Friday, October 13, 2017
We had an appointment, no waiting like we normally do at the classic barber shop we've used in the past. My son got a cut while I sipped my free cup of herbal tea. Then my daughter hopped in the chair for an extensive brushing session -- oh the tangles! She only needed a bang trim in the end. Then we were off to pay. I wasn't charged for the bang trim, and even with a generous tip, the bill was $30. That was $20 below my budgeted amount, planned earlier in the month when I thought we'd go to the regular barber shop, where both kid cuts and a tip comes to $50.
It all seemed to come together, but a few days later it was clear my son's cut just wasn't quite right. Too long on top, not enough cut around the ears. My hyper-Type personality thought about dashing them off to the regular barber before picture day. The only chance would be this past Wednesday. But my son, keeping with our frugal ways said "nah, it will cost more money and I'd rather just play after doing my homework." Wise beyond his years!
A passage from a long-ago read parenting book immediately came to mind, "perfect is not fun". And I'd add, perfect is expensive. We let the hair go as is. We didn't pay more for another cut. We didn't rush about after school and then cram in the nightly homework. Instead we got our work done and went into the back yard where I tossed a ball with my son while my daughter made musical instruments with containers, water and a stick.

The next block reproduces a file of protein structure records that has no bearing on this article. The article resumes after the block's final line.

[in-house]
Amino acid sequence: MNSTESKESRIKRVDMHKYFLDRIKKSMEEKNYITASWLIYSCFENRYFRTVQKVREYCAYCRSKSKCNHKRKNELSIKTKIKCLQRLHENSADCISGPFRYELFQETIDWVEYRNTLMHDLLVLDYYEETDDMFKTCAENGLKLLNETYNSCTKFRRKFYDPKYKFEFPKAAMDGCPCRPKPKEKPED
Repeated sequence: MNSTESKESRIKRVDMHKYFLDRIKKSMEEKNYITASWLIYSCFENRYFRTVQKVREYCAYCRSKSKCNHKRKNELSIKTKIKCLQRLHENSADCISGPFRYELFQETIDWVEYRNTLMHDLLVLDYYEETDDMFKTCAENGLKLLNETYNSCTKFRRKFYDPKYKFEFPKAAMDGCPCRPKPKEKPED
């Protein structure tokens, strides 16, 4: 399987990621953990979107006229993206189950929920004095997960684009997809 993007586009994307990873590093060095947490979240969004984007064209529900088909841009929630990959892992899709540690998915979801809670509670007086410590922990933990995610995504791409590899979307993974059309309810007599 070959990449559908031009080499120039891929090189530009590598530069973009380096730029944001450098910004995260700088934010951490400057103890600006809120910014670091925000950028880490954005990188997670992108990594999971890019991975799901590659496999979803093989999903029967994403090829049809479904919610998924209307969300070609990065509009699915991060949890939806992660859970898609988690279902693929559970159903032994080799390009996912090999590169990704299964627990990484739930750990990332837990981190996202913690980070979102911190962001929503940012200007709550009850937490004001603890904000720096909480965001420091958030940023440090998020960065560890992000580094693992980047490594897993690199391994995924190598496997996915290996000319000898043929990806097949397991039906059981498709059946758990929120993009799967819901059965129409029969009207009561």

Today was picture day. Was his hair perfect? Probably not. Does it matter? Not at all. We had fun, and we came in under budget. When walking the frugal path remind yourself of my new mantra, perfect isn't fun, and it's expensive.
Tuesday, October 3, 2017
October also marks the arrival for Q4, otherwise known as the Fourth Quarter of the year. Our family has set some aggressive savings goal for this quarter. To meet them we'll need to work some more (we both own businesses, so that is easier to generate than if we were employees), sell some unneeded items, and cut expenses. Here are a few ways we'll be cutting expenses in the area of Halloween:
- Creative Costumes -- we have close to two dozen costume props from various holidays, gifts and toys. From those the kids had the idea to create an outfit. Our son is considering going as the #1 Seattle Seahawks fan using all the clothing and fan gear he has. There will be no purchases this year;
- Halloween is for Kids -- there will be no "family costume" for this frugal family. We are "older" parents compared to our peers at the school. We are doing this 80s style. The kids dress up, the parents do not. I shutter at the cost that goes into family costumes -- and time to create is a cost just the same as cash; and
- Bowl of Trinkets -- in the 7 years we've lived in our house we have had 1 or 2 trick-or-treaters. Kids, with the exception of ours, do no live on our street. We do not get traffic for the holiday, so I refuse to buy a bunch of candy or things to hand out. I do want to have some on hand, just in case. Over the year I've saved the tattoos, pencils, book marks, and unopened candy from all those birthday party treat bags and school give-aways.
Those are three frugal approaches to Halloween in our home. What are your ideas? Please share and inspire, and thanks for reading.